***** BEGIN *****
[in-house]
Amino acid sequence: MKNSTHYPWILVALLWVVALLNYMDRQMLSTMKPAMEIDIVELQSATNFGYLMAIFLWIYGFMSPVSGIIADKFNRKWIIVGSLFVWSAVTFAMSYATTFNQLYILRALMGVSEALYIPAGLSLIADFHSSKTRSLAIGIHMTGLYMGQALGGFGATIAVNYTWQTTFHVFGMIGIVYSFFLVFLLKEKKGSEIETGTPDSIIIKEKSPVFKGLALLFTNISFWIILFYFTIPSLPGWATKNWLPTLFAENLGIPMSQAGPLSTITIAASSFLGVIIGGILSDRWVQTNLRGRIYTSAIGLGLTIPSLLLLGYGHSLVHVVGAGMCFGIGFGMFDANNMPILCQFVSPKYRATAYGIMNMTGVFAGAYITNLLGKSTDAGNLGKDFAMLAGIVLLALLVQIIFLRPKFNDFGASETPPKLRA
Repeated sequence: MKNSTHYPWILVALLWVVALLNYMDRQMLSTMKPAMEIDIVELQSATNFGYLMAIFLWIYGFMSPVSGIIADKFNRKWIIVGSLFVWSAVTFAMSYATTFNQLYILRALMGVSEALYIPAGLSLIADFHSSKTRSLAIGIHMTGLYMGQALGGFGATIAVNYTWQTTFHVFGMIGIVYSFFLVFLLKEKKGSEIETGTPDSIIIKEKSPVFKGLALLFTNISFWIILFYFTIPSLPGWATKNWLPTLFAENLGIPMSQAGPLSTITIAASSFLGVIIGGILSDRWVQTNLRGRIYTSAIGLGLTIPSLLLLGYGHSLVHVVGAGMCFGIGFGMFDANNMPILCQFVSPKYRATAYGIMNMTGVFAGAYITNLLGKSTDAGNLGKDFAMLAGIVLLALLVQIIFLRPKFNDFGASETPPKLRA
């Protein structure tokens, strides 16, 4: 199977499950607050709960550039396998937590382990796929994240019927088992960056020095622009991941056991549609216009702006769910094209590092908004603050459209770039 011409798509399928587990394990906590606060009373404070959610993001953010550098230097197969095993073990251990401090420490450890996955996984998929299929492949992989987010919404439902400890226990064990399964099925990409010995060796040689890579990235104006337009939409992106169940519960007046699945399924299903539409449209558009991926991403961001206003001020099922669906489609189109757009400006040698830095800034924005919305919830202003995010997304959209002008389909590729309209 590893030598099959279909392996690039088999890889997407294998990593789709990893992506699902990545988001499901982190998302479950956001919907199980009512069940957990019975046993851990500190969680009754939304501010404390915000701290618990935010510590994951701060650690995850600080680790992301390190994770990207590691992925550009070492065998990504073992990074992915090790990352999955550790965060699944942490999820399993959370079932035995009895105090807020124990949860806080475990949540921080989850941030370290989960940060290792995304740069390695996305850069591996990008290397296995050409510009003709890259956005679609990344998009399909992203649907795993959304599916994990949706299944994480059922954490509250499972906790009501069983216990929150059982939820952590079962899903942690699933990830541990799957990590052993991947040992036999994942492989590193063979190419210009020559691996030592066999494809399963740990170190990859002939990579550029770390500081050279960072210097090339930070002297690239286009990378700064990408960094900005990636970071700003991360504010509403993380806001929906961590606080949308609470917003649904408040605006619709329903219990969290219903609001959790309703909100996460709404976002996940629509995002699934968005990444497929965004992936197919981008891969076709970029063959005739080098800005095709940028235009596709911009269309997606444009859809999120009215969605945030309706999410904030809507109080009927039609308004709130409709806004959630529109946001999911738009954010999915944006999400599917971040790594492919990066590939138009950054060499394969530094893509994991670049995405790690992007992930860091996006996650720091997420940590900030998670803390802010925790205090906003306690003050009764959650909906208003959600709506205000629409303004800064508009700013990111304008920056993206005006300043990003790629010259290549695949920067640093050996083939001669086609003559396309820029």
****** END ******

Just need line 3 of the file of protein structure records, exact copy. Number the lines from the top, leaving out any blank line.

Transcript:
Repeated sequence: MKNSTHYPWILVALLWVVALLNYMDRQMLSTMKPAMEIDIVELQSATNFGYLMAIFLWIYGFMSPVSGIIADKFNRKWIIVGSLFVWSAVTFAMSYATTFNQLYILRALMGVSEALYIPAGLSLIADFHSSKTRSLAIGIHMTGLYMGQALGGFGATIAVNYTWQTTFHVFGMIGIVYSFFLVFLLKEKKGSEIETGTPDSIIIKEKSPVFKGLALLFTNISFWIILFYFTIPSLPGWATKNWLPTLFAENLGIPMSQAGPLSTITIAASSFLGVIIGGILSDRWVQTNLRGRIYTSAIGLGLTIPSLLLLGYGHSLVHVVGAGMCFGIGFGMFDANNMPILCQFVSPKYRATAYGIMNMTGVFAGAYITNLLGKSTDAGNLGKDFAMLAGIVLLALLVQIIFLRPKFNDFGASETPPKLRA